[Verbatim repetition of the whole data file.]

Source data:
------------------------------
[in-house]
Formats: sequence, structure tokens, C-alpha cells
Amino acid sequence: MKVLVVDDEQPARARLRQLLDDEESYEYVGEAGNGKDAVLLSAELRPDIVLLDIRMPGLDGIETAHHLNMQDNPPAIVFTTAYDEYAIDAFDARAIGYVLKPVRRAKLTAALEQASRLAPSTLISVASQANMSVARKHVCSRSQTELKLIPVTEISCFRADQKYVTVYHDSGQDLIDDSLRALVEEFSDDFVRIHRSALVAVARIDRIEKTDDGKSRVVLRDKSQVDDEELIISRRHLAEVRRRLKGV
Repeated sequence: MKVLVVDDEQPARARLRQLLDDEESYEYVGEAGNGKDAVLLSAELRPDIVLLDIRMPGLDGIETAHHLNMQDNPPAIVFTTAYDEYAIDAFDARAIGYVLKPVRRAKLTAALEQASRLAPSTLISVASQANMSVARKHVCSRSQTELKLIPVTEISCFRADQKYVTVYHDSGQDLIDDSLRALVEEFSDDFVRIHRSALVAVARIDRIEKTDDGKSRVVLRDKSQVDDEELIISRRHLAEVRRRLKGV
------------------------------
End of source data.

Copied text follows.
[in-house]
Formats: sequence, structure tokens, C-alpha cells
Amino acid sequence: MKVLVVDDEQPARARLRQLLDDEESYEYVGEAGNGKDAVLLSAELRPDIVLLDIRMPGLDGIETAHHLNMQDNPPAIVFTTAYDEYAIDAFDARAIGYVLKPVRRAKLTAALEQASRLAPSTLISVASQANMSVARKHVCSRSQTELKLIPVTEISCFRADQKYVTVYHDSGQDLIDDSLRALVEEFSDDFVRIHRSALVAVARIDRIEKTDDGKSRVVLRDKSQVDDEELIISRRHLAEVRRRLKGV
Repeated sequence: MKVLVVDDEQPARARLRQLLDDEESYEYVGEAGNGKDAVLLSAELRPDIVLLDIRMPGLDGIETAHHLNMQDNPPAIVFTTAYDEYAIDAFDARAIGYVLKPVRRAKLTAALEQASRLAPSTLISVASQANMSVARKHVCSRSQTELKLIPVTEISCFRADQKYVTVYHDSGQDLIDDSLRALVEEFSDDFVRIHRSALVAVARIDRIEKTDDGKSRVVLRDKSQVDDEELIISRRHLAEVRRRLKGV